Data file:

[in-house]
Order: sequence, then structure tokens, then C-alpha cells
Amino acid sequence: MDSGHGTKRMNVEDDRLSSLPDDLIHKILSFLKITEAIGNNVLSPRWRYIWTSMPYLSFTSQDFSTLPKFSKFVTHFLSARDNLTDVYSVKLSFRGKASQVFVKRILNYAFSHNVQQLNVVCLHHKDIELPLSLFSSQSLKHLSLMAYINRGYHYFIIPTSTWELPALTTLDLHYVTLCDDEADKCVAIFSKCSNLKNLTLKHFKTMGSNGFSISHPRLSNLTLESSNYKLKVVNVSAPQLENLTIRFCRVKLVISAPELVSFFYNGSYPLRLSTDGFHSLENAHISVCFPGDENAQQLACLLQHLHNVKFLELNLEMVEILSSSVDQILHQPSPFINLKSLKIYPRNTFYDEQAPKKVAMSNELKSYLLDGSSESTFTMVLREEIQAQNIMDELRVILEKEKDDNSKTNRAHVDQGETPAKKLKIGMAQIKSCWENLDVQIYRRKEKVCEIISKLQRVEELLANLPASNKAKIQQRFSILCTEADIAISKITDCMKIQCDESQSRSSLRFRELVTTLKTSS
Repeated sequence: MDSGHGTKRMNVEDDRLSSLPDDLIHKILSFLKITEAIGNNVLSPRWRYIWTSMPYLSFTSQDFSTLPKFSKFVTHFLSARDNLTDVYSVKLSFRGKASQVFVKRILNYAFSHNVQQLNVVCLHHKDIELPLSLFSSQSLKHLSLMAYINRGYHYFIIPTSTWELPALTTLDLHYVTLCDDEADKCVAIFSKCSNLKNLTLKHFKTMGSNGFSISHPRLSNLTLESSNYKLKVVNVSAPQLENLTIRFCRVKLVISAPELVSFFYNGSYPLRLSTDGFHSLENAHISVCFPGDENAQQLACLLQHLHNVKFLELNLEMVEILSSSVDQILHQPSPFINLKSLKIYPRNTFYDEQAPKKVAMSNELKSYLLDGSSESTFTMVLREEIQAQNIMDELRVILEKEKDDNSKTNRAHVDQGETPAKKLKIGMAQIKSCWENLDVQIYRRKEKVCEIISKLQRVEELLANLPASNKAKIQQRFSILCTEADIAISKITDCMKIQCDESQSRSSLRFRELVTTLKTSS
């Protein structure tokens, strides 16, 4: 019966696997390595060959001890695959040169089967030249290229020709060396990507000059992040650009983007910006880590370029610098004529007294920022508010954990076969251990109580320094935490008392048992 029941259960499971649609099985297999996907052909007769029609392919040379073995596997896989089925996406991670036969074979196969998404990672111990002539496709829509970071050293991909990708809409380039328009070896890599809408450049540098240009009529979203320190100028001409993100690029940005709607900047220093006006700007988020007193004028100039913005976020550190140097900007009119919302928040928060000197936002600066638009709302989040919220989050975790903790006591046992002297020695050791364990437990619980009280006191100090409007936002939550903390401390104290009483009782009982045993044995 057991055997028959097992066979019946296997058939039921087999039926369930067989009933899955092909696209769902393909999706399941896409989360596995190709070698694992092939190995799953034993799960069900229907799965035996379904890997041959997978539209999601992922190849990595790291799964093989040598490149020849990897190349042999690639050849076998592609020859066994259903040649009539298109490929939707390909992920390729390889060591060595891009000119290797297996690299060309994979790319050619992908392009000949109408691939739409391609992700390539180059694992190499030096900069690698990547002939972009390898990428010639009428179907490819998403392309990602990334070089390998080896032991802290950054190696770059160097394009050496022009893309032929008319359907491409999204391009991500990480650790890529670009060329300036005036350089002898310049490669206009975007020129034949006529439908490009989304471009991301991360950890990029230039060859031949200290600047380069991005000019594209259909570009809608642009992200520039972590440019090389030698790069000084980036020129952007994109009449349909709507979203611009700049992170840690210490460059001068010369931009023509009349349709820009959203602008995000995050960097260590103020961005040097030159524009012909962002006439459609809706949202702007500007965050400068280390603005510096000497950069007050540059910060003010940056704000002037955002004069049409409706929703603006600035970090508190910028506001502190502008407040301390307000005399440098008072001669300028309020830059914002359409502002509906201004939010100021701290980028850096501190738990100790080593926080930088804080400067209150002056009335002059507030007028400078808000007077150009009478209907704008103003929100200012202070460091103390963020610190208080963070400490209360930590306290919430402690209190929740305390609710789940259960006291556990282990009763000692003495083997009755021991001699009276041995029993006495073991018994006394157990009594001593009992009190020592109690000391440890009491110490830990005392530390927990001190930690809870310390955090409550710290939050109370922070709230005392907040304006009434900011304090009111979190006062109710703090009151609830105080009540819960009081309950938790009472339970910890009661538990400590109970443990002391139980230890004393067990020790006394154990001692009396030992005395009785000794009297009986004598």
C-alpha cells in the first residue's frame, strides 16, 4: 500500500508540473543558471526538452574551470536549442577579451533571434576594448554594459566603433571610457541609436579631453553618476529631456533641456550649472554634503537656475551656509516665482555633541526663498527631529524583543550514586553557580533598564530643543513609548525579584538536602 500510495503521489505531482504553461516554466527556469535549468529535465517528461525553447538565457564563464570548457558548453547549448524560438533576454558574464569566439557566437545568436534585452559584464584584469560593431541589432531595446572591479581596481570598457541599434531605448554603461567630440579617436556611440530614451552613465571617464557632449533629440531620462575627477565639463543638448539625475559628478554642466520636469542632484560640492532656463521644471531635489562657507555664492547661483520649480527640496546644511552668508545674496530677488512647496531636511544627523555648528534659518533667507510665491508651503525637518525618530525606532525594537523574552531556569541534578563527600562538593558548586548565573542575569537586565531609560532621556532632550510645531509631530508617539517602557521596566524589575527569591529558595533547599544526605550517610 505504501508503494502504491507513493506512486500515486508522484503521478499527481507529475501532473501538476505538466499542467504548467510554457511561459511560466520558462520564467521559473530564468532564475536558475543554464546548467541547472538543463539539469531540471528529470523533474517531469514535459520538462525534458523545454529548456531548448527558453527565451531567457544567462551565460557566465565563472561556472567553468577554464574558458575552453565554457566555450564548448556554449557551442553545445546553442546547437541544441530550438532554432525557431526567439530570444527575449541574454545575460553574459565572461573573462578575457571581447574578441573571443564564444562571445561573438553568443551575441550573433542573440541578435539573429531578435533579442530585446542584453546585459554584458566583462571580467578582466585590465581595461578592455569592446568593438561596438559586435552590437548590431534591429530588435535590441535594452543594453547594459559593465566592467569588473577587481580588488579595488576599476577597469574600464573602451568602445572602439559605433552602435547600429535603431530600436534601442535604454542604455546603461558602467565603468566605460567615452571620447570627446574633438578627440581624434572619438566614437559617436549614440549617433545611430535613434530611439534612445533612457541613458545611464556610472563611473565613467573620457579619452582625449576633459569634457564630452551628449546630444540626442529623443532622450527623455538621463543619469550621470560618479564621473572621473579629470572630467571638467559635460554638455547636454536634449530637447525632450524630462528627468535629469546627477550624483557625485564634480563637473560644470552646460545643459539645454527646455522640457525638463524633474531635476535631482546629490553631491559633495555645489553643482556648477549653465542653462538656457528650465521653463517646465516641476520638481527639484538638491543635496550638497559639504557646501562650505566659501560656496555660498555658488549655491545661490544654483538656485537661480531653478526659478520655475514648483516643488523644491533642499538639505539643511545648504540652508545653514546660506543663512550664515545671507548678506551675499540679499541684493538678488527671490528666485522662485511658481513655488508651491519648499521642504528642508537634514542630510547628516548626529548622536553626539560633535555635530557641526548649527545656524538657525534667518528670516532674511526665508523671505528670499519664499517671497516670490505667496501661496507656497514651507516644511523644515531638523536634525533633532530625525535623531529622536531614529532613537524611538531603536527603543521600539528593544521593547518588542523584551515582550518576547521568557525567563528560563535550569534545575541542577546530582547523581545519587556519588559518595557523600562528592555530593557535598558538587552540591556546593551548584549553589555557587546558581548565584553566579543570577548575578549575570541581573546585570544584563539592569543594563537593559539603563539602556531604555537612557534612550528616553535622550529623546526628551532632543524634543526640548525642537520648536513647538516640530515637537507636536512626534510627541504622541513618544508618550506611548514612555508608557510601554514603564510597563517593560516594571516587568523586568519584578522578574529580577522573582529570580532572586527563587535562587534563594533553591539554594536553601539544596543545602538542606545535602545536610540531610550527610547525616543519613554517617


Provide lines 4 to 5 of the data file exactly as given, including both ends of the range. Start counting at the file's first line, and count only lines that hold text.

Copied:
Repeated sequence: MDSGHGTKRMNVEDDRLSSLPDDLIHKILSFLKITEAIGNNVLSPRWRYIWTSMPYLSFTSQDFSTLPKFSKFVTHFLSARDNLTDVYSVKLSFRGKASQVFVKRILNYAFSHNVQQLNVVCLHHKDIELPLSLFSSQSLKHLSLMAYINRGYHYFIIPTSTWELPALTTLDLHYVTLCDDEADKCVAIFSKCSNLKNLTLKHFKTMGSNGFSISHPRLSNLTLESSNYKLKVVNVSAPQLENLTIRFCRVKLVISAPELVSFFYNGSYPLRLSTDGFHSLENAHISVCFPGDENAQQLACLLQHLHNVKFLELNLEMVEILSSSVDQILHQPSPFINLKSLKIYPRNTFYDEQAPKKVAMSNELKSYLLDGSSESTFTMVLREEIQAQNIMDELRVILEKEKDDNSKTNRAHVDQGETPAKKLKIGMAQIKSCWENLDVQIYRRKEKVCEIISKLQRVEELLANLPASNKAKIQQRFSILCTEADIAISKITDCMKIQCDESQSRSSLRFRELVTTLKTSS
């Protein structure tokens, strides 16, 4: 019966696997390595060959001890695959040169089967030249290229020709060396990507000059992040650009983007910006880590370029610098004529007294920022508010954990076969251990109580320094935490008392048992 029941259960499971649609099985297999996907052909007769029609392919040379073995596997896989089925996406991670036969074979196969998404990672111990002539496709829509970071050293991909990708809409380039328009070896890599809408450049540098240009009529979203320190100028001409993100690029940005709607900047220093006006700007988020007193004028100039913005976020550190140097900007009119919302928040928060000197936002600066638009709302989040919220989050975790903790006591046992002297020695050791364990437990619980009280006191100090409007936002939550903390401390104290009483009782009982045993044995 057991055997028959097992066979019946296997058939039921087999039926369930067989009933899955092909696209769902393909999706399941896409989360596995190709070698694992092939190995799953034993799960069900229907799965035996379904890997041959997978539209999601992922190849990595790291799964093989040598490149020849990897190349042999690639050849076998592609020859066994259903040649009539298109490929939707390909992920390729390889060591060595891009000119290797297996690299060309994979790319050619992908392009000949109408691939739409391609992700390539180059694992190499030096900069690698990547002939972009390898990428010639009428179907490819998403392309990602990334070089390998080896032991802290950054190696770059160097394009050496022009893309032929008319359907491409999204391009991500990480650790890529670009060329300036005036350089002898310049490669206009975007020129034949006529439908490009989304471009991301991360950890990029230039060859031949200290600047380069991005000019594209259909570009809608642009992200520039972590440019090389030698790069000084980036020129952007994109009449349909709507979203611009700049992170840690210490460059001068010369931009023509009349349709820009959203602008995000995050960097260590103020961005040097030159524009012909962002006439459609809706949202702007500007965050400068280390603005510096000497950069007050540059910060003010940056704000002037955002004069049409409706929703603006600035970090508190910028506001502190502008407040301390307000005399440098008072001669300028309020830059914002359409502002509906201004939010100021701290980028850096501190738990100790080593926080930088804080400067209150002056009335002059507030007028400078808000007077150009009478209907704008103003929100200012202070460091103390963020610190208080963070400490209360930590306290919430402690209190929740305390609710789940259960006291556990282990009763000692003495083997009755021991001699009276041995029993006495073991018994006394157990009594001593009992009190020592109690000391440890009491110490830990005392530390927990001190930690809870310390955090409550710290939050109370922070709230005392907040304006009434900011304090009111979190006062109710703090009151609830105080009540819960009081309950938790009472339970910890009661538990400590109970443990002391139980230890004393067990020790006394154990001692009396030992005395009785000794009297009986004598």